New privacy threats have been uncovered by security researchers that could allow every device operating on 3G networks to be tracked, according to research from the University of Birmingham with collaboration from the Technical University of Berlin.
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Researchers said that standard off-the-shelf equipment, such as femtocells, could be used to exploit the flaw, allowing the physical location of devices to be revealed.

The 3G standard was designed to protect a user's identity when on a given network. A device's permanent identity, known as International Mobile Subscriber Identity (IMSI) is protected on a network by being assigned a temporary identity called a Temporary Mobile Subscriber Identity TMSI.

The TMSI is updated regularly while the 3G networks are supposed to make it impossible for someone to track a device even if they are eavesdropping on the radio link.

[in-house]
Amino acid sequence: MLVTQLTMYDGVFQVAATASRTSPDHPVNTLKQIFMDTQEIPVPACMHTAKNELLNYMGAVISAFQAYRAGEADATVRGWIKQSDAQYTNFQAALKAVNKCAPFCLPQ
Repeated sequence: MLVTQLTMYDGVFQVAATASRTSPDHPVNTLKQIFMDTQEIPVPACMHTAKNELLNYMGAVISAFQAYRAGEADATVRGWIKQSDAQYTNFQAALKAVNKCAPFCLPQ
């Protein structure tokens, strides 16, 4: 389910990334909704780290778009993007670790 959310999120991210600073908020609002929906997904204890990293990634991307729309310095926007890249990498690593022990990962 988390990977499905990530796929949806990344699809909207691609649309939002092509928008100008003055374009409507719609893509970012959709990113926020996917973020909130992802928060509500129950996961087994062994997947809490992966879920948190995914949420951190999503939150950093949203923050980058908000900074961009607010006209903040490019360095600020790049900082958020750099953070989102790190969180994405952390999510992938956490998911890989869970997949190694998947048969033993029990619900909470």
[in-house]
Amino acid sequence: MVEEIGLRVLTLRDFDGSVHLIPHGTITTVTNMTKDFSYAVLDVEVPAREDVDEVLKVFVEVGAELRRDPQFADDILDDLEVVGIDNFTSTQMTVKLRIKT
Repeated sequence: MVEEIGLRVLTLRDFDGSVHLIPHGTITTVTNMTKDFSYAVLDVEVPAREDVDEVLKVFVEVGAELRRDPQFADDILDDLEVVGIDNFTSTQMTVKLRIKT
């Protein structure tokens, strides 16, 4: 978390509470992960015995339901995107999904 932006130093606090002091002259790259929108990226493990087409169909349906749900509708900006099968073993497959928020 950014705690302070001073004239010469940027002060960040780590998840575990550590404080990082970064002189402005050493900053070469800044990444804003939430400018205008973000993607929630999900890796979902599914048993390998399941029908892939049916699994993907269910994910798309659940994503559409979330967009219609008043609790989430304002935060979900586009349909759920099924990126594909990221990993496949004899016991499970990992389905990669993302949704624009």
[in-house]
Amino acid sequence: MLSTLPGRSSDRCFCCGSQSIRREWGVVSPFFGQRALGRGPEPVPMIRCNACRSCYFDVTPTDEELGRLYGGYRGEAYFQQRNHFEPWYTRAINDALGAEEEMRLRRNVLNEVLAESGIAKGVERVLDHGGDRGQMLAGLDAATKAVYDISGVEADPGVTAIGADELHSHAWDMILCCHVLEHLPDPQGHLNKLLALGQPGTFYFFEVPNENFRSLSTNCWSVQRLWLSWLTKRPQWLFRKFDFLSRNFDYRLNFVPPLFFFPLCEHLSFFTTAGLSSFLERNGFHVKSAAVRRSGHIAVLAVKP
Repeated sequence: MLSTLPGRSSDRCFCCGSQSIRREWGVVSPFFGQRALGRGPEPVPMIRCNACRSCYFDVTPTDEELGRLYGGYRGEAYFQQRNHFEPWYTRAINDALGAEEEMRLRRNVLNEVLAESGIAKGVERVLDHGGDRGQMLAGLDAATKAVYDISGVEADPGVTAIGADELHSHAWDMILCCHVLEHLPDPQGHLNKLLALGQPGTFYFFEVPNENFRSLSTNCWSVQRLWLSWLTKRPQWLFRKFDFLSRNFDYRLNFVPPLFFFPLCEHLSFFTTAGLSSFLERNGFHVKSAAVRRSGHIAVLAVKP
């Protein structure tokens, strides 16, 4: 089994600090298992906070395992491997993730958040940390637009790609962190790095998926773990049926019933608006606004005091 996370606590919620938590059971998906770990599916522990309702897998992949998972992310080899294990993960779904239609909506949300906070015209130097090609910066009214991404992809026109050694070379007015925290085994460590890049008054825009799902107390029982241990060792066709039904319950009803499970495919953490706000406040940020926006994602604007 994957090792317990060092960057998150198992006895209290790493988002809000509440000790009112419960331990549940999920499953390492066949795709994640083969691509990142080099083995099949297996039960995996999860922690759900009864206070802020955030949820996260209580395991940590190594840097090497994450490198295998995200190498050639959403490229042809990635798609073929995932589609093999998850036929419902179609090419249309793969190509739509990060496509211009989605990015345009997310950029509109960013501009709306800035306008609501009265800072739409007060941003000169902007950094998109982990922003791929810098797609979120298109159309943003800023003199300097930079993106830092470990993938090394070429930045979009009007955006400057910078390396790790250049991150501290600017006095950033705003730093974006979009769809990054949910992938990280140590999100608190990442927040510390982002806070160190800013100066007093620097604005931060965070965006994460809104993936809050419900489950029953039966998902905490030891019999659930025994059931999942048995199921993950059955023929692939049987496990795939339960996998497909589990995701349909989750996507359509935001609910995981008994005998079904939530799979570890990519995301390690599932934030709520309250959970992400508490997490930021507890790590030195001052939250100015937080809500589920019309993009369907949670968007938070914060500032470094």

Researchers have discovered that these methods can easily be sidestepped by spoofing an IMSI paging request. Such a request is used by networks to locate a device so it can provide service.

Another vulnerability, the researchers said, lay in the Authentication and Key Agreement (AKA) protocol, which is used to provide authentication between a device and a network by providing secure shared session keys.

This "secret long-term key" (K IMSI) can be identified by sniffing the AKA request and then relaying that to all devices within a certain area. Every device except the target would return an authentication failure, thereby identifying the individual. Again, this could then be used to track location.

The research team took pains to emulate a real-world scenario under the environment, and they tested the attacks techniques against network providers including T-Mobile, Vodafone and O2 in Germany, and French outfit SFR.

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